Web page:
To push the arguments further, some have said that the President was yet to wean himself of military mentality. They said his less than four-minute national broadcast on Monday could have been taken from the archives of the military putsches of yore in which he played a prominent role. They said, instead of showing remorse, Buhari simply barked orders and relayed the old woman’s tale of his Daura meeting with the late Biafran warlord, Dim Odumegwu Ojukwu, where their two-man summit arrogantly concluded that the indivisibility of Nigeria was not negotiable. They faulted the President for accusing some social media ‘warlords’ of crossing the ‘national red lines’ by questioning the rationale behind our collective bonding in the face of the remarkable difference in our socio-political interactions. And, above all things, they heckle the President for shoving the loud calls for restructuring out of the presidential window and placing it at the doorstep of the National Assembly and the privileged conservative group of elders known as the Council of State as the “legitimate and appropriate bodies for national discourse.”
You know what? This government, no matter how well-meaning its intentions, is not only running from its shadows but also playing the ostrich like the others before it. Clearly, this is not the time to seek refuge in the five leprous fingers of a National Assembly that has proven to be incapable of addressing the issue of restructuring and realignment of a nation on the throes of a break-up. The gulf is too deep and nothing has shown that a legislative patch-up would not end up aggravating the matter. I equally doubt if the Council of State, as presently constituted, could resolve the matter going by the fact that the President is not under any obligation to implement its decisions which are merely advisory without any force of authority. It should be commonsensical that shifting the goal post at this stage of the restructuring activism is tantamount to playing with fire. There can be no better time to confront the issues more than now when all manner of characters are threatening fire and brimstone if nothing is done to redress the glaring fault lines that have been with us since the Lugardian contraption of 1914.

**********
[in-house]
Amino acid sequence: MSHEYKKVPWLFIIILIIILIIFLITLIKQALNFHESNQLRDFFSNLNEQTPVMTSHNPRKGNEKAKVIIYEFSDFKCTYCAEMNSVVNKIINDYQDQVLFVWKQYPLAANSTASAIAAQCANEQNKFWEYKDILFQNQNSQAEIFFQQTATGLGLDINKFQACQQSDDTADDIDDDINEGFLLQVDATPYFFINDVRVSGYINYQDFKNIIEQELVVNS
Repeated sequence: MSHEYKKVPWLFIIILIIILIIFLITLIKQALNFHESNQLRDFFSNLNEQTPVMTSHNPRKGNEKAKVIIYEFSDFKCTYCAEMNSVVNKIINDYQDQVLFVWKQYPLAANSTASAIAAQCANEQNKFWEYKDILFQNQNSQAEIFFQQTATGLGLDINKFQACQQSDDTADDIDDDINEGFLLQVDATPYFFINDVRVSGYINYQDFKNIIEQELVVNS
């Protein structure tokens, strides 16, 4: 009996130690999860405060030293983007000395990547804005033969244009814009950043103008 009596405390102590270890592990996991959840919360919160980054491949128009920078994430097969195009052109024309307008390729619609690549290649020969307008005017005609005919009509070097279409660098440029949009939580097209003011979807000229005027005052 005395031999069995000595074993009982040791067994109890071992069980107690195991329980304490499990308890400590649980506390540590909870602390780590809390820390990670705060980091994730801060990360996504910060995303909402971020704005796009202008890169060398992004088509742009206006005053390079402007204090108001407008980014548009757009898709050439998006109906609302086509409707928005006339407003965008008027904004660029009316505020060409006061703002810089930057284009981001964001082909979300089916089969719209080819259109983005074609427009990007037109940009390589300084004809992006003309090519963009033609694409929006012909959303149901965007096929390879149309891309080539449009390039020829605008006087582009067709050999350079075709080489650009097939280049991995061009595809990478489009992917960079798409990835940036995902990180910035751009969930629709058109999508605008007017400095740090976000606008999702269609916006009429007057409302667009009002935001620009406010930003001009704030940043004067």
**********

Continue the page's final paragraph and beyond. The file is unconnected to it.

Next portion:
Yes, red lines have been crossed but it is not only on the social media. Like the President noted, people have the rights to ventilate their opinions, live peacefully with others in any part of the country without let or hindrance while we keep working on an acceptable mode of coexistence with one another. That is where it stops. If you ask me, there is something uncannily unsettling about Buhari’s assertion that “Nigeria’s unity is settled and not negotiable.” With due respect Mr. President sir, that is a white lie because present realities do not justify that prognosis of one, indivisible country. Nations don’t survive on the basis of hollow proclamations. Instead, nations thrive when equity, justice, fair play and rule of law take preeminence over and above all other things. Can we, in all honesty, rate Nigeria as a nation? Have we imbibed the fine principles and ethos of democracy that make governance easy for whosoever is in control of the levers of government?